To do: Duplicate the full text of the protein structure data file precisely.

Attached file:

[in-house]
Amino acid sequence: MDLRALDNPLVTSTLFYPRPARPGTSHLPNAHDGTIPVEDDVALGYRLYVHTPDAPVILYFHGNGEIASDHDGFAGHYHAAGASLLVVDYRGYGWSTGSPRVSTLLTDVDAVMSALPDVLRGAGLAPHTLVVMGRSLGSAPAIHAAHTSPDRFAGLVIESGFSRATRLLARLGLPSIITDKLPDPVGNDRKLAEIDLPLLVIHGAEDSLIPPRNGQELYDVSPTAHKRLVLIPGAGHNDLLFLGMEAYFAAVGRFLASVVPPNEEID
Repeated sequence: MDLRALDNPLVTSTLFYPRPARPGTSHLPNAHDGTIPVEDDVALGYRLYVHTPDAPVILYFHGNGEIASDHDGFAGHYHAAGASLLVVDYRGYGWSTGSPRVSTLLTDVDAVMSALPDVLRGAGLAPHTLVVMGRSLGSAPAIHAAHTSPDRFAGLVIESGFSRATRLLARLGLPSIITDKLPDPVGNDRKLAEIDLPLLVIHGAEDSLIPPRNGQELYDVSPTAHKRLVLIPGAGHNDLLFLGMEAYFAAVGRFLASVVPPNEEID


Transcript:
[in-house]
Amino acid sequence: MDLRALDNPLVTSTLFYPRPARPGTSHLPNAHDGTIPVEDDVALGYRLYVHTPDAPVILYFHGNGEIASDHDGFAGHYHAAGASLLVVDYRGYGWSTGSPRVSTLLTDVDAVMSALPDVLRGAGLAPHTLVVMGRSLGSAPAIHAAHTSPDRFAGLVIESGFSRATRLLARLGLPSIITDKLPDPVGNDRKLAEIDLPLLVIHGAEDSLIPPRNGQELYDVSPTAHKRLVLIPGAGHNDLLFLGMEAYFAAVGRFLASVVPPNEEID
Repeated sequence: MDLRALDNPLVTSTLFYPRPARPGTSHLPNAHDGTIPVEDDVALGYRLYVHTPDAPVILYFHGNGEIASDHDGFAGHYHAAGASLLVVDYRGYGWSTGSPRVSTLLTDVDAVMSALPDVLRGAGLAPHTLVVMGRSLGSAPAIHAAHTSPDRFAGLVIESGFSRATRLLARLGLPSIITDKLPDPVGNDRKLAEIDLPLLVIHGAEDSLIPPRNGQELYDVSPTAHKRLVLIPGAGHNDLLFLGMEAYFAAVGRFLASVVPPNEEID